Loss assessors versus loss adjusters – the big debate
Jeffrey Salmon explains why you should consider talking to a loss assessor if you’re making an insurance claim.
So, you’re making an insurance claim, whether it be for business interruption at the surgery or a burglary, fire or flood at home or work.
You have one of two decisions to make. Either ‘go it alone’ and deal with your insurance company’s representative yourself. Or do you hire a professional insurance claims negotiator (also known as a loss assessor) to represent you? The choice is that easy and there’s nothing to lose sleep over…or is there?
Negotiating insurance claims
Let’s start with the main question you may be asking yourself. I’m an adult, I’m more than capable of running a dental surgery business. I can more than negotiate with my insurers, and I don’t need any so-called ‘professional help’.
Of course, you don’t need to hire your own insurance claim negotiation expert to help you. Let’s not forget, the vast majority of insurance claimants represent themselves.
Over 95% of claimants are unaware of an industry of professional claim negotiators to help them. It is a little-known genre. Precisely because most loss assessors do not have unlimited funds to advertise their services.
So, what are the pros and cons of dealing with your insurance company directly and without any help?
You would not need to pay a small percentage of your claim for expert help. There are no other pros.
It is firstly important to understand the fundamental difference between loss assessors and loss adjusters.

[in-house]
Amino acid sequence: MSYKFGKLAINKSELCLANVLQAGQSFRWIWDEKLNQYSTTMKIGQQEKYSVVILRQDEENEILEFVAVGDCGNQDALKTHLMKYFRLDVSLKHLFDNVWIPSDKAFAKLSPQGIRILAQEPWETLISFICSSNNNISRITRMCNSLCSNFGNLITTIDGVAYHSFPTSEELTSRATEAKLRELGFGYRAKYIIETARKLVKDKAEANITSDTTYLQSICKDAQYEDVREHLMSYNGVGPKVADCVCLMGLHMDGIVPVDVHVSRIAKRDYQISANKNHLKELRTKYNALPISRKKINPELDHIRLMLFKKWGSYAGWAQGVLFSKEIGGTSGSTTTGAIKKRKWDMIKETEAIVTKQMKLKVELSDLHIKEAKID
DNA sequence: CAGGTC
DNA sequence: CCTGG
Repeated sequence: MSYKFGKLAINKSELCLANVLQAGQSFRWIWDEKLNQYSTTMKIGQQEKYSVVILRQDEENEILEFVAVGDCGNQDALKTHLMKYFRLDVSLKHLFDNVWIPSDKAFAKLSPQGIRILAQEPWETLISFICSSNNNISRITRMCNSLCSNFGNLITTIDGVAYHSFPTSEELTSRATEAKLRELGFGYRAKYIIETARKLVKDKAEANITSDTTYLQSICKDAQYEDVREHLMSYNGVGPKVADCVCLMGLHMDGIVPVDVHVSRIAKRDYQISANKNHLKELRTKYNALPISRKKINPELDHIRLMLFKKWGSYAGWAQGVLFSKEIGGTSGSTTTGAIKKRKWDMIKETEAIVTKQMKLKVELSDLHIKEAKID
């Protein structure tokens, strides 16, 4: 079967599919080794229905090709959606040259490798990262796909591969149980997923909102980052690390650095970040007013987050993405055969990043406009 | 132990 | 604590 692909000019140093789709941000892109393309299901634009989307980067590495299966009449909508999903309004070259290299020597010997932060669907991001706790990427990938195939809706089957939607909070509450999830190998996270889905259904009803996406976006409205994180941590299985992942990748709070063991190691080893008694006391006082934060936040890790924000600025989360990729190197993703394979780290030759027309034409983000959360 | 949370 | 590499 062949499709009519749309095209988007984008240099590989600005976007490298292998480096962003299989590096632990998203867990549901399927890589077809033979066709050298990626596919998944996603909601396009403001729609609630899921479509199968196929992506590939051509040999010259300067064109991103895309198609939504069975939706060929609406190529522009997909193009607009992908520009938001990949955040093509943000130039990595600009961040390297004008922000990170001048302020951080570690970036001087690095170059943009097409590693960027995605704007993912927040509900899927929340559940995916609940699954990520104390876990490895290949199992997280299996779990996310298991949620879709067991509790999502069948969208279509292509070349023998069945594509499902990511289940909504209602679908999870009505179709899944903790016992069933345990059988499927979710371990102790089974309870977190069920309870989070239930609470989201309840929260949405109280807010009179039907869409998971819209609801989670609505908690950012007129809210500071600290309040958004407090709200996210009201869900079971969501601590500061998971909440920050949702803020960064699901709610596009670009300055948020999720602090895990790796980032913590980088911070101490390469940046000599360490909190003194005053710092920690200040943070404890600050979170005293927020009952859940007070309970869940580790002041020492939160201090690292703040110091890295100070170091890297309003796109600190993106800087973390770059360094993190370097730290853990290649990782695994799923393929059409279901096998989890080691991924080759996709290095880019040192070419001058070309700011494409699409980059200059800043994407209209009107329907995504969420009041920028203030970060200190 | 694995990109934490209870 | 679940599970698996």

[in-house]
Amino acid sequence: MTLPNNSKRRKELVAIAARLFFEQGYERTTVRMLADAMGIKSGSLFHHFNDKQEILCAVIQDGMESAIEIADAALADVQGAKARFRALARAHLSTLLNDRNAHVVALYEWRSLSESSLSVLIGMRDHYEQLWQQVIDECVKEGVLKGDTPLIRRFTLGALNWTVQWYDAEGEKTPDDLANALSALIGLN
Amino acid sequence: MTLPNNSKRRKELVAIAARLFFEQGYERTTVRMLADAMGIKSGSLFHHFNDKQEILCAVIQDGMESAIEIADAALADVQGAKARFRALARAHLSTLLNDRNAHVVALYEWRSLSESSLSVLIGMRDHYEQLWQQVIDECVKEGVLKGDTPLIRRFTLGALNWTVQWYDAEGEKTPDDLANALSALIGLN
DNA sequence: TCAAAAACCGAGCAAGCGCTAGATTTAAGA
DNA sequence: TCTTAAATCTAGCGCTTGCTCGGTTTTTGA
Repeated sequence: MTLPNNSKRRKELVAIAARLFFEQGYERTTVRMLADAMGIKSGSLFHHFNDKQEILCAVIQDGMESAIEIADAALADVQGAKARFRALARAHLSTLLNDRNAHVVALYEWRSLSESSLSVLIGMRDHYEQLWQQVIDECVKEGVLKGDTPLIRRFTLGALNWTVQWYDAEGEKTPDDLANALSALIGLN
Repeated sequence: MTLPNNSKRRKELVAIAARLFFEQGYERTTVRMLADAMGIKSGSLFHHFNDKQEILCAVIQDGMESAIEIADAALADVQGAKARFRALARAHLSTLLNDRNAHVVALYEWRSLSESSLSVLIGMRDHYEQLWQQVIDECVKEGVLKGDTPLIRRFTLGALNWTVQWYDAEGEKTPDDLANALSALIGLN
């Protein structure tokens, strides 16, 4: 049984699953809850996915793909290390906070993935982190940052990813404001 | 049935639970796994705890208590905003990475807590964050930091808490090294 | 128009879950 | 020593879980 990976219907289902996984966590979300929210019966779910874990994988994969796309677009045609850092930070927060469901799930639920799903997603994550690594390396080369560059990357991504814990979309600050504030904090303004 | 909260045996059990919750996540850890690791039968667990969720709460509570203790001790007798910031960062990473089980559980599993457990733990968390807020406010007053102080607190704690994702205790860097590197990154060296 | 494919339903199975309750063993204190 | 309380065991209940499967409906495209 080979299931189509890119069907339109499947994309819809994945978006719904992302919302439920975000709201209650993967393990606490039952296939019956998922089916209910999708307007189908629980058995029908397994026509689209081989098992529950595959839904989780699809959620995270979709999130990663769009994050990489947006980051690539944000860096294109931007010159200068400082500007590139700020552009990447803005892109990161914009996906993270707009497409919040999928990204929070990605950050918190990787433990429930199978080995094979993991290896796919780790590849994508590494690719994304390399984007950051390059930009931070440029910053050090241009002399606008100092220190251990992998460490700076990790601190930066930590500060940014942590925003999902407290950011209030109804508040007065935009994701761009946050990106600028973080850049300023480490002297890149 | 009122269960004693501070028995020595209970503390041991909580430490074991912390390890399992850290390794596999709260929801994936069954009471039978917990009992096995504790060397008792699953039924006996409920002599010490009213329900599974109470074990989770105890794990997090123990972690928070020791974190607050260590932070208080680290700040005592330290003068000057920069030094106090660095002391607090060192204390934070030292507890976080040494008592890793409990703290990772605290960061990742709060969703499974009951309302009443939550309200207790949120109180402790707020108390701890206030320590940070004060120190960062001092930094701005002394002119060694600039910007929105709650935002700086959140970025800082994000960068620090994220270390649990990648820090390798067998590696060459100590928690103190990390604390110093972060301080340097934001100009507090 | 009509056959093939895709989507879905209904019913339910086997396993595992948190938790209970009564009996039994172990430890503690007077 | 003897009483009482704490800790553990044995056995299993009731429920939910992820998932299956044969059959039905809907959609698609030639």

When you make a large insurance claim, the very first thing your insurance company will do is to instruct a firm of loss adjusters to represent their interest. Not yours!
Claimants are often ‘blinded’ with the distinct impression that loss adjusters have been instructed by your insurance company to be your ‘knight in shining armour’ and to act entirely impartially, helping you prepare and submit your claim. That specific thought is perhaps the biggest misconception in the minds of claimants. What is inconveniently forgotten is the very fact that loss adjusters are not paid by your insurance company to represent you. They are paid to serve, represent and protect the insurance companies themselves and their shareholders.
The loss adjuster’s remit is to ensure that, at best, you are paid the minimum amount possible. At worst, your claim will be severely adjusted down or perhaps not paid at all.
Even the BDA in its very recent excellent email to the solicitors of the FCA commented they ‘…were troubled that members were accepting amounts lower than maybe they are entitled to, where some insurers are taking advantage of the cash crisis affecting them’.
They were and are bang on the nail. Loss adjusters seem to believe that after we have spent hours upon hours preparing a dental surgery business interruption claim, they can make us an offer of 15/20% less for the dentist to take the money and run.
On more than one occasion we’ve been told that if the dentist doesn’t accept the offer, they will have to send the claim to their forensic team which might add weeks to the settlement.
Let’s revert to the previous words ‘adjusted’ and ‘adjuster’, which may give you more than a hint at their remit. How often have you spoken to friends about an insurance claim that you or they might be making? Do you ever recollect any mention that the insurance companies ‘adjusted’ the claim upwards?
The very reason that insurance companies employ loss adjusters could not be more straightforward. They know their expertise is in the marketing of their policies to you and insurance brokers. It is not in the expert negotiating of insurance claims and thus the very reason they hire expertly trained chartered loss adjusters is to keep their claims settlements at a low.
You may (or might not) deem it sensible that if the insurers themselves have gone to the trouble of hiring expert representation, then perhaps you and your business should also balance the odds and seek your own expert representation.
But I hear you question that there’s no sensible reason why insurance company loss adjusters would act in anything other than your interest. Their Charter of Membership makes it clear they have to remain impartial.
Let’s do some role play and imagine yourself as an insurance company claims department head.